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AUA SUI guideline: Counsel patients, set expectations prior to treatment

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A complete evaluation, including an assessment of post-void residual volume, is key when evaluating a female patient for surgery to treat stress urinary incontinence (SUI), according to a new clinical practice guideline released by AUA.

A complete evaluation, including an assessment of post-void residual volume, is key when evaluating a female patient for surgery to treat stress urinary incontinence (SUI), according to a new clinical practice guideline released by AUA.

The AUA guideline panel continues to recommend a focused history, physical examination, and demonstration of leakage with increasing abdominal pressure, along with urinalysis, cultures, and other diagnostic measures if needed. In addition, patients should be counseled about the benefits and risks of both surgical and nonsurgical options for SUI, including retropubic suspensions, injectable agents, artificial urinary sphincters, and slings.

The panel analyzed four categories of treatment options-retropubic suspensions, slings, injectable agents, and artificial urinary sphincters-and provides recommendations on each. Regarding sling surgery, the panel offers the following recommendations:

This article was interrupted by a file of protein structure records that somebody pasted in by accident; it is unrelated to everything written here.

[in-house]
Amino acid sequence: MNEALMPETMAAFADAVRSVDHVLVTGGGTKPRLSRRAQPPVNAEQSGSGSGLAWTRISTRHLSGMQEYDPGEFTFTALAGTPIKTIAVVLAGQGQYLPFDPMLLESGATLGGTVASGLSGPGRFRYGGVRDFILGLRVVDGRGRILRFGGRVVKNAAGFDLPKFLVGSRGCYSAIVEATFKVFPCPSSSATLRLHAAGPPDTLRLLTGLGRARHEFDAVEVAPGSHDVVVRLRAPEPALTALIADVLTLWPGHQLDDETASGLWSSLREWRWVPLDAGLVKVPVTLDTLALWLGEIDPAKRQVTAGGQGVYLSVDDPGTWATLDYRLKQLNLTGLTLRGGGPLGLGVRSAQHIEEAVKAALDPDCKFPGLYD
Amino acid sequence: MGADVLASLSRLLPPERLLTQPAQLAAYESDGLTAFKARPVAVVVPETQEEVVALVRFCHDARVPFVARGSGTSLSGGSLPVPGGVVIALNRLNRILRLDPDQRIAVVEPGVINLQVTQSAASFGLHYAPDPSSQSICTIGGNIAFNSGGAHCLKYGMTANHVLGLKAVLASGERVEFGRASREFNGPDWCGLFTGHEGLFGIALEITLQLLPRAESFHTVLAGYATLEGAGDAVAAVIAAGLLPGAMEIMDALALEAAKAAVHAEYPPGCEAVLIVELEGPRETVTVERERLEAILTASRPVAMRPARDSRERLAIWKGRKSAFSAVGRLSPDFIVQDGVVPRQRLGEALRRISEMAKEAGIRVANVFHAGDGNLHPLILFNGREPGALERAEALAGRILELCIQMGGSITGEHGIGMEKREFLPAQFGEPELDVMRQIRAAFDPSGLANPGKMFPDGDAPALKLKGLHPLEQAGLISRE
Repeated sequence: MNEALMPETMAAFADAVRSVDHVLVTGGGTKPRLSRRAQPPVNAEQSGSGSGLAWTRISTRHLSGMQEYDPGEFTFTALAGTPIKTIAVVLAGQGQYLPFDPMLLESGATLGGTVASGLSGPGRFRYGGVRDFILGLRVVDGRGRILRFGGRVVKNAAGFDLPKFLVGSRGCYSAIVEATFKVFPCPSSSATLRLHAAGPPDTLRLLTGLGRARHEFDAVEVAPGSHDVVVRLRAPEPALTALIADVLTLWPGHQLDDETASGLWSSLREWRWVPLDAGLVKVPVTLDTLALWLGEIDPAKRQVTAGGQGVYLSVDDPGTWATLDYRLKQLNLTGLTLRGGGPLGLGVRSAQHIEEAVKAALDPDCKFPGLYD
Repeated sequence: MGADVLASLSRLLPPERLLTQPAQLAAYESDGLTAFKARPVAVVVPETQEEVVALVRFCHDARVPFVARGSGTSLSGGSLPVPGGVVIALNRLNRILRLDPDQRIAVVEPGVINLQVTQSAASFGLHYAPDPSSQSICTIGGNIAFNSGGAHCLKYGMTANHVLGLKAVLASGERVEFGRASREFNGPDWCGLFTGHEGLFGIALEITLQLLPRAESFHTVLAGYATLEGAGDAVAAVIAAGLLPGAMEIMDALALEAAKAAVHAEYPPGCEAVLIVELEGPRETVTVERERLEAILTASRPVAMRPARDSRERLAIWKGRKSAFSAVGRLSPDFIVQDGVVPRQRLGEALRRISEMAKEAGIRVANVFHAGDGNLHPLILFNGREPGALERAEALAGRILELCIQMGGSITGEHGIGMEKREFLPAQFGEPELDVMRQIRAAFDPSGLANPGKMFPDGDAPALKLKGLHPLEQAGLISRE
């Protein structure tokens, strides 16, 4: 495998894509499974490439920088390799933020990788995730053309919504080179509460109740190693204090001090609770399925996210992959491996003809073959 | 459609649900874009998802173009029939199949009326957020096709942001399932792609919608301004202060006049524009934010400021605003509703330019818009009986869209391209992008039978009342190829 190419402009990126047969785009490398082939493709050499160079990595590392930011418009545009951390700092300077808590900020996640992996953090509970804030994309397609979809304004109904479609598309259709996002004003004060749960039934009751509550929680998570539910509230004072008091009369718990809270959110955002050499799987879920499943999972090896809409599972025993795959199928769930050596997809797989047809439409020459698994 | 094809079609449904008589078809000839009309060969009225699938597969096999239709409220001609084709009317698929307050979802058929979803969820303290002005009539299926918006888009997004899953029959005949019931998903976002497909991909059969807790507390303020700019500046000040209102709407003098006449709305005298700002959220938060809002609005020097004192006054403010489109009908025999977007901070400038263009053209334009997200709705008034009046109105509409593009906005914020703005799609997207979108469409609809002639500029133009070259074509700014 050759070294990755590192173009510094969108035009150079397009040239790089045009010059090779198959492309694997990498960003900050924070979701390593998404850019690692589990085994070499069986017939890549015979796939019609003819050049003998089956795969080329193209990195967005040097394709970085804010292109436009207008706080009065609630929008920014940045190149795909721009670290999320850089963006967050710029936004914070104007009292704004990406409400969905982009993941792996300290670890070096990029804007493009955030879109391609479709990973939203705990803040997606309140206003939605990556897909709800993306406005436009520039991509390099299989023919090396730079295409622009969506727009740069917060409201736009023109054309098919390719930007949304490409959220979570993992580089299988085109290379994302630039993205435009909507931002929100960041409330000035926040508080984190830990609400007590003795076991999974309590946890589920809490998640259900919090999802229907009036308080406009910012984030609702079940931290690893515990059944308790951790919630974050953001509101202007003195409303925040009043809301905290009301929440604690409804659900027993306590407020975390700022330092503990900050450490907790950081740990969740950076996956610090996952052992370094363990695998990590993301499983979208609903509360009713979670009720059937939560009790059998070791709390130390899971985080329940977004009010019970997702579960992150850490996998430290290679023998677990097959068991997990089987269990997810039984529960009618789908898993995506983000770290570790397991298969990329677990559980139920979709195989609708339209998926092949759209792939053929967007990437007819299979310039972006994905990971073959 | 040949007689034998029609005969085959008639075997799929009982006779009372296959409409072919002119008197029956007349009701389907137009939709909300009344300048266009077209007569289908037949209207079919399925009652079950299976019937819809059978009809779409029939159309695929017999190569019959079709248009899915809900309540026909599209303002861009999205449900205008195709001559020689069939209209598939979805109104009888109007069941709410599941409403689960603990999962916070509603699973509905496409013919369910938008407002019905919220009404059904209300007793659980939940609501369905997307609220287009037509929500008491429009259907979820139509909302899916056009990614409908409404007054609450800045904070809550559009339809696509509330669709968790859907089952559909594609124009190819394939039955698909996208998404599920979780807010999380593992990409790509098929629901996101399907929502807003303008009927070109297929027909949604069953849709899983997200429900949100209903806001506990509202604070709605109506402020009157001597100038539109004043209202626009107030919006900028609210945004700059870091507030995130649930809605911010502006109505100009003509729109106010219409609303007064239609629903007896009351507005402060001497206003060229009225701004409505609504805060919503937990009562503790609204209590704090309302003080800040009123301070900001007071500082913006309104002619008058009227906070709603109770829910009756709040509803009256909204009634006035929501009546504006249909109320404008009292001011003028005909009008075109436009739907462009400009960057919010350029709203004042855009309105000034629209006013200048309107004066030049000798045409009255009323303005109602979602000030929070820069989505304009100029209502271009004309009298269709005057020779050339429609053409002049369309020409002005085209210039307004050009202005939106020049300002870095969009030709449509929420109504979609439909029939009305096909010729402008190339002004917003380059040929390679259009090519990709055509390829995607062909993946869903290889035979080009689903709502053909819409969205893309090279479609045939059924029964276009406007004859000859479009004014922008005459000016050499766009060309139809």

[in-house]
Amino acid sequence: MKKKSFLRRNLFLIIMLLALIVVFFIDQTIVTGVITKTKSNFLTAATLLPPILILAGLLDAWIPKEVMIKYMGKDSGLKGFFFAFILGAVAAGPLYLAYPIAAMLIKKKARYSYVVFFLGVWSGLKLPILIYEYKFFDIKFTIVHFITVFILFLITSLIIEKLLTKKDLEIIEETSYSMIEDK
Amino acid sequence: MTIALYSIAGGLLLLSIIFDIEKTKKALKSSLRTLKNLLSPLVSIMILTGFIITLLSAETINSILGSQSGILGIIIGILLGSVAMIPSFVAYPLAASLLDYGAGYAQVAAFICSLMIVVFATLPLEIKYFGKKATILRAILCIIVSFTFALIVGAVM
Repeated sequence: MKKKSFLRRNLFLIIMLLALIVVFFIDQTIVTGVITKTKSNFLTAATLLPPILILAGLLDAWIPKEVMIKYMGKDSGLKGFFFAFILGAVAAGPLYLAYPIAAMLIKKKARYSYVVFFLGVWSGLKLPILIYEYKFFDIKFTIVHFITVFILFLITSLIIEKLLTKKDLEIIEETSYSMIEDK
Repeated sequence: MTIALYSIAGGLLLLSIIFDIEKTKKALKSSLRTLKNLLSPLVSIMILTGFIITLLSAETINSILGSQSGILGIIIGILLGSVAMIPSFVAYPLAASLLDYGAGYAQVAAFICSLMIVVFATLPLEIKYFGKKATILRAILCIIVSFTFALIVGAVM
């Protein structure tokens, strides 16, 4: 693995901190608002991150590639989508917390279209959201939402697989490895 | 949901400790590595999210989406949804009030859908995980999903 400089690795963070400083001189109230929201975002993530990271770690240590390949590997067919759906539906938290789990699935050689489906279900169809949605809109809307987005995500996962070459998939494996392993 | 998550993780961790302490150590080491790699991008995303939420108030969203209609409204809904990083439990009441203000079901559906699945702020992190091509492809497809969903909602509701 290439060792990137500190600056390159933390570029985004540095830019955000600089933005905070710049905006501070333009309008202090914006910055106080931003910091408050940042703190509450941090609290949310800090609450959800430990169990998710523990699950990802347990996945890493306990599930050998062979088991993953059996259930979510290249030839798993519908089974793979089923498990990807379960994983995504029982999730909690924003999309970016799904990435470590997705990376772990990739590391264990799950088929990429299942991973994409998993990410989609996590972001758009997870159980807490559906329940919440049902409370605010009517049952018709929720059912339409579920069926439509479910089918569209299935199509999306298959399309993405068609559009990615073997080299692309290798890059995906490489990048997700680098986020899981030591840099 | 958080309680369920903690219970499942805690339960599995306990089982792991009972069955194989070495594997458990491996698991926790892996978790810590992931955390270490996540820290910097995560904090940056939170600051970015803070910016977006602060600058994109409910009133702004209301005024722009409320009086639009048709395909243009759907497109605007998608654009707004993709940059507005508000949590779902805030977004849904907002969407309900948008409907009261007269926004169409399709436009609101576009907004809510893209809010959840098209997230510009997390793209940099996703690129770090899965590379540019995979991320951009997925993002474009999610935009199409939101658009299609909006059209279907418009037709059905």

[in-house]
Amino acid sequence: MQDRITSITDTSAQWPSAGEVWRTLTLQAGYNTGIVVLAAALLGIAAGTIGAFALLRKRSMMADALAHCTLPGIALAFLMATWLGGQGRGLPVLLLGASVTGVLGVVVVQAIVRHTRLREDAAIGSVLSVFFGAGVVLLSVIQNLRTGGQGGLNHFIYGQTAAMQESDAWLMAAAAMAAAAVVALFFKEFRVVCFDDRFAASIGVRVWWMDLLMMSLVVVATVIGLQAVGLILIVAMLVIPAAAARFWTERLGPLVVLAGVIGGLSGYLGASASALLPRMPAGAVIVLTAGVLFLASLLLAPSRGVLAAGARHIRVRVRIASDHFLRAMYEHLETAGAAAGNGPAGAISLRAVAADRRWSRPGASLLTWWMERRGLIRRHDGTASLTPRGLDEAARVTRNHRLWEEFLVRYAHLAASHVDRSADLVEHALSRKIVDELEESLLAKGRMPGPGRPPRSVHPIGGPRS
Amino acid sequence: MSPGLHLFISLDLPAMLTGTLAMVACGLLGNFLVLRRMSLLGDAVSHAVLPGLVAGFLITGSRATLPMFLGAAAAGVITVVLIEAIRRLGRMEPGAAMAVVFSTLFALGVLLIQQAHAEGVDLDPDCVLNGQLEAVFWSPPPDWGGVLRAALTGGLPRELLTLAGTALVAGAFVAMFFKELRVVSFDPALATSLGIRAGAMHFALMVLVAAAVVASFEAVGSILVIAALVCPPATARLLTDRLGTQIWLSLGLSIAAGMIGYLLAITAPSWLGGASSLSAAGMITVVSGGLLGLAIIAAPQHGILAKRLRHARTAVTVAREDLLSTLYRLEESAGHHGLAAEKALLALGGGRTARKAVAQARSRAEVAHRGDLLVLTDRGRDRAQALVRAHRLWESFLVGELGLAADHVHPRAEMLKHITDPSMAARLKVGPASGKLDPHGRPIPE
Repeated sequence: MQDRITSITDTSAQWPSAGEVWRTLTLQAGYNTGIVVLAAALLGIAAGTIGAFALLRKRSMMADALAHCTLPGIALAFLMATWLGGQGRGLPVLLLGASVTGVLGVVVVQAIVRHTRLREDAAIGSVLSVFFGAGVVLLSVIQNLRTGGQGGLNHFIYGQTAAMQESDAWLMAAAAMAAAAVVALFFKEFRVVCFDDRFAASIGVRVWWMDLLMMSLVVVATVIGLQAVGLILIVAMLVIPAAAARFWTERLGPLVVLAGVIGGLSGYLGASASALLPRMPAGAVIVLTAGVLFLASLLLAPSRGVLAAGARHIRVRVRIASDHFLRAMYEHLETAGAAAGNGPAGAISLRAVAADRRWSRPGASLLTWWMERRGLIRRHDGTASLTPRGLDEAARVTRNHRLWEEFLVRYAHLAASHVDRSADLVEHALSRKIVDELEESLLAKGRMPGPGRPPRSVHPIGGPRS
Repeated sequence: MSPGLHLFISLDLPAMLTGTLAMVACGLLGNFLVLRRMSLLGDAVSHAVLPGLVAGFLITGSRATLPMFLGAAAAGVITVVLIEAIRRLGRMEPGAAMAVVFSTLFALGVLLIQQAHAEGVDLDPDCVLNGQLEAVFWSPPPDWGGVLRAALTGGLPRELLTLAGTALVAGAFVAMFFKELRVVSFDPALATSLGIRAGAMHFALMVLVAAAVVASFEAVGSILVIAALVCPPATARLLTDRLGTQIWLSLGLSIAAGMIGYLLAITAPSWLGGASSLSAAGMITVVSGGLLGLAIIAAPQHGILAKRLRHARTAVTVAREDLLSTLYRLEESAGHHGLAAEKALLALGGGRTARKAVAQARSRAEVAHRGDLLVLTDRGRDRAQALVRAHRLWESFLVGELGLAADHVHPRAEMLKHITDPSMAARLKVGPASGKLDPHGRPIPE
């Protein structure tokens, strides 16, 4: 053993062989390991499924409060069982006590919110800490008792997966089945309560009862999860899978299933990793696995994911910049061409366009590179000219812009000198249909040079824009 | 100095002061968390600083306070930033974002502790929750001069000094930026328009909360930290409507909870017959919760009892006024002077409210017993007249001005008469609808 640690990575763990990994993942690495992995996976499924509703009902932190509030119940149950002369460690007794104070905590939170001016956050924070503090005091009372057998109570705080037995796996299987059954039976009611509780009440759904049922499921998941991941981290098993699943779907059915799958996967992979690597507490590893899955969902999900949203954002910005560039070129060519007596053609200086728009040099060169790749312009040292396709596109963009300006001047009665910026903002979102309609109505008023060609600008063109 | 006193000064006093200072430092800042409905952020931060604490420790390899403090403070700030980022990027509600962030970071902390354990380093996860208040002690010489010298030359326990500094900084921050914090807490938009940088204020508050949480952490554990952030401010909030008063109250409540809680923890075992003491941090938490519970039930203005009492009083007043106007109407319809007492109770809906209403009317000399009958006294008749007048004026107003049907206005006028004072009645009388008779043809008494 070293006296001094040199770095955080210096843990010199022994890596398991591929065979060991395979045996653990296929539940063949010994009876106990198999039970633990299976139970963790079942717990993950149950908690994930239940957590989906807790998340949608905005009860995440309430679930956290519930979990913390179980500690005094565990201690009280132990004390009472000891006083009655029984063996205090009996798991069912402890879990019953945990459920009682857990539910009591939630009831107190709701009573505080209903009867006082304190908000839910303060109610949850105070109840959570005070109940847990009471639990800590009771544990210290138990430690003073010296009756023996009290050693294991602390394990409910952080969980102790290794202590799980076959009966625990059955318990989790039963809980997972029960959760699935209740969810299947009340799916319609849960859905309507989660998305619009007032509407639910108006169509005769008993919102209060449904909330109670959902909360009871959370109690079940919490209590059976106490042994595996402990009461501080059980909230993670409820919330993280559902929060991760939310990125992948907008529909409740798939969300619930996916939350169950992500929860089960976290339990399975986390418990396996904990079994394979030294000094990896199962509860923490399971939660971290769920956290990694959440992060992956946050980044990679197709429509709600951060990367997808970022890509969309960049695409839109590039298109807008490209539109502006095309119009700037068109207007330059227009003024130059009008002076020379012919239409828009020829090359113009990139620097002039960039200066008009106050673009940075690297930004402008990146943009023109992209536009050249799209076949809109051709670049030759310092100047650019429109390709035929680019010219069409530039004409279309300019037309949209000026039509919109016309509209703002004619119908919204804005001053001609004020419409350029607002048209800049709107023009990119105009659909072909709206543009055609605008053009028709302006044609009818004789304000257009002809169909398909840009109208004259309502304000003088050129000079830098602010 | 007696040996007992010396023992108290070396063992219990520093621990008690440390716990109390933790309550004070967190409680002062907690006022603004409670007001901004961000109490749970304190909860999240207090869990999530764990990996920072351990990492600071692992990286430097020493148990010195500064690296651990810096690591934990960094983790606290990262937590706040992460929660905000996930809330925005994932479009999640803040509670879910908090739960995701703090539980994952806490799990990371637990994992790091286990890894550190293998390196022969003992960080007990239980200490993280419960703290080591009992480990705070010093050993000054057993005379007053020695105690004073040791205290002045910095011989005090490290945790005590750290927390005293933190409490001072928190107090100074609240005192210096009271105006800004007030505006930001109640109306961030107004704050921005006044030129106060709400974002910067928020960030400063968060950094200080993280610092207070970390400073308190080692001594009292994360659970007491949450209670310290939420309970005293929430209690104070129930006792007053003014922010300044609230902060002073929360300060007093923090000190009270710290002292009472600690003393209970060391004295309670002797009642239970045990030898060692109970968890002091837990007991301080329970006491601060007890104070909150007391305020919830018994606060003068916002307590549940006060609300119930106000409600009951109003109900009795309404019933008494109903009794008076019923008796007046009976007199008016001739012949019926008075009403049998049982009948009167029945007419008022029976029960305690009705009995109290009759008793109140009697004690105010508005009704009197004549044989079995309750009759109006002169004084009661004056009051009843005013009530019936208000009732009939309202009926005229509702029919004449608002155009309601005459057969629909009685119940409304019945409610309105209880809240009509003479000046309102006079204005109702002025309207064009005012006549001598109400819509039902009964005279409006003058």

Patients should be made aware of the benefits and risks of both biological and synthetic sling materials (including surgical mesh, for which the FDA recently issued an alert).

  • In all patients undergoing sling surgery, the bladder and urethra must be inspected either with a rigid or flexible cystoscope prior to the conclusion of the procedure, in order to detect potential intraoperative complications.
  • When concomitantly performing prolapse repair and SUI surgery, prolapse surgery should be fully completed before the sling is tensioned.

"This guideline advises physicians to counsel their patients and set expectations prior to undergoing treatment," said AUA Guideline Panel Chair Roger Dmochowski, MD, of Vanderbilt University, Nashville, TN. "This is very important because often the patient thinks that surgery will completely cure their incontinence, when in reality, it may only make modest improvements."

The new guideline, which can be viewed in its entirety online at www.AUAnet.org, replaces one issued by AUA in 1997.

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